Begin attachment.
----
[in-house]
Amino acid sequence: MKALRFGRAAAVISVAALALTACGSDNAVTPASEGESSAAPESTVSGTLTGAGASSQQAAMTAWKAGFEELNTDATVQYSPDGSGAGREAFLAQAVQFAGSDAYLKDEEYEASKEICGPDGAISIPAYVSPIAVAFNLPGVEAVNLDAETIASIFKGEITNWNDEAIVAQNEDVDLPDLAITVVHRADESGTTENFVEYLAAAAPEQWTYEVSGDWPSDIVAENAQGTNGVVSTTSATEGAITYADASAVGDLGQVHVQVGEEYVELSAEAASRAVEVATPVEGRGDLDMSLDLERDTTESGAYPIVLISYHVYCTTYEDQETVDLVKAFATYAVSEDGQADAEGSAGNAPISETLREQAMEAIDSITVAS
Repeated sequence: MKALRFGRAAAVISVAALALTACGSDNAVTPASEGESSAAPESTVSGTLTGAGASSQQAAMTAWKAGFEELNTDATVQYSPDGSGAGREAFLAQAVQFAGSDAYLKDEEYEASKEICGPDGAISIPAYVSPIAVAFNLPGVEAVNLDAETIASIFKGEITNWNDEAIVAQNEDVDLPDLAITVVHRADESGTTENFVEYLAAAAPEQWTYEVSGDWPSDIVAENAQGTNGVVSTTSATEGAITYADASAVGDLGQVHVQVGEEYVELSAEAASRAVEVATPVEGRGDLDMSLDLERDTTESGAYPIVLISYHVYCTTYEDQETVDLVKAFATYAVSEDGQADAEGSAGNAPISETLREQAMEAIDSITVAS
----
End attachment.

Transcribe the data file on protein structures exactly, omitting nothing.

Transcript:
[in-house]
Amino acid sequence: MKALRFGRAAAVISVAALALTACGSDNAVTPASEGESSAAPESTVSGTLTGAGASSQQAAMTAWKAGFEELNTDATVQYSPDGSGAGREAFLAQAVQFAGSDAYLKDEEYEASKEICGPDGAISIPAYVSPIAVAFNLPGVEAVNLDAETIASIFKGEITNWNDEAIVAQNEDVDLPDLAITVVHRADESGTTENFVEYLAAAAPEQWTYEVSGDWPSDIVAENAQGTNGVVSTTSATEGAITYADASAVGDLGQVHVQVGEEYVELSAEAASRAVEVATPVEGRGDLDMSLDLERDTTESGAYPIVLISYHVYCTTYEDQETVDLVKAFATYAVSEDGQADAEGSAGNAPISETLREQAMEAIDSITVAS
Repeated sequence: MKALRFGRAAAVISVAALALTACGSDNAVTPASEGESSAAPESTVSGTLTGAGASSQQAAMTAWKAGFEELNTDATVQYSPDGSGAGREAFLAQAVQFAGSDAYLKDEEYEASKEICGPDGAISIPAYVSPIAVAFNLPGVEAVNLDAETIASIFKGEITNWNDEAIVAQNEDVDLPDLAITVVHRADESGTTENFVEYLAAAAPEQWTYEVSGDWPSDIVAENAQGTNGVVSTTSATEGAITYADASAVGDLGQVHVQVGEEYVELSAEAASRAVEVATPVEGRGDLDMSLDLERDTTESGAYPIVLISYHVYCTTYEDQETVDLVKAFATYAVSEDGQADAEGSAGNAPISETLREQAMEAIDSITVAS